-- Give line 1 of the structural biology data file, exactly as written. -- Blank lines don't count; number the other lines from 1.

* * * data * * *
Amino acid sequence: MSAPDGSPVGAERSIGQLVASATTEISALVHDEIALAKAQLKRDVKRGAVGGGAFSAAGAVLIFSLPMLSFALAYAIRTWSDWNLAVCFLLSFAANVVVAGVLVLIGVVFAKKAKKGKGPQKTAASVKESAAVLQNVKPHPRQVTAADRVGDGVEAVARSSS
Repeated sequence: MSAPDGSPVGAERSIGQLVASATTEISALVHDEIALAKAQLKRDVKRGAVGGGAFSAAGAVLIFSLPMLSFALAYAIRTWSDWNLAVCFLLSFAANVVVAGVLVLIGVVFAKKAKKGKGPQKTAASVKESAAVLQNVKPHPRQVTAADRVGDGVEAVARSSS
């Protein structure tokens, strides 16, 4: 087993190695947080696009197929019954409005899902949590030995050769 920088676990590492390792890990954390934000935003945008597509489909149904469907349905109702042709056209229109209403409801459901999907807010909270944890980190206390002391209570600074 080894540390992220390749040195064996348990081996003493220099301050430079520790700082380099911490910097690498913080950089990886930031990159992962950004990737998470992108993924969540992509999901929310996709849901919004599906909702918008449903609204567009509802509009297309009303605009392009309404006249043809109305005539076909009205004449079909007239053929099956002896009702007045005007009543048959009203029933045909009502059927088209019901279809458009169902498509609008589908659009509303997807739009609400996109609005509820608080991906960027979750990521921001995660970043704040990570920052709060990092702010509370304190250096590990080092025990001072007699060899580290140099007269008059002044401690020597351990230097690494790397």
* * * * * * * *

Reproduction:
Amino acid sequence: MSAPDGSPVGAERSIGQLVASATTEISALVHDEIALAKAQLKRDVKRGAVGGGAFSAAGAVLIFSLPMLSFALAYAIRTWSDWNLAVCFLLSFAANVVVAGVLVLIGVVFAKKAKKGKGPQKTAASVKESAAVLQNVKPHPRQVTAADRVGDGVEAVARSSS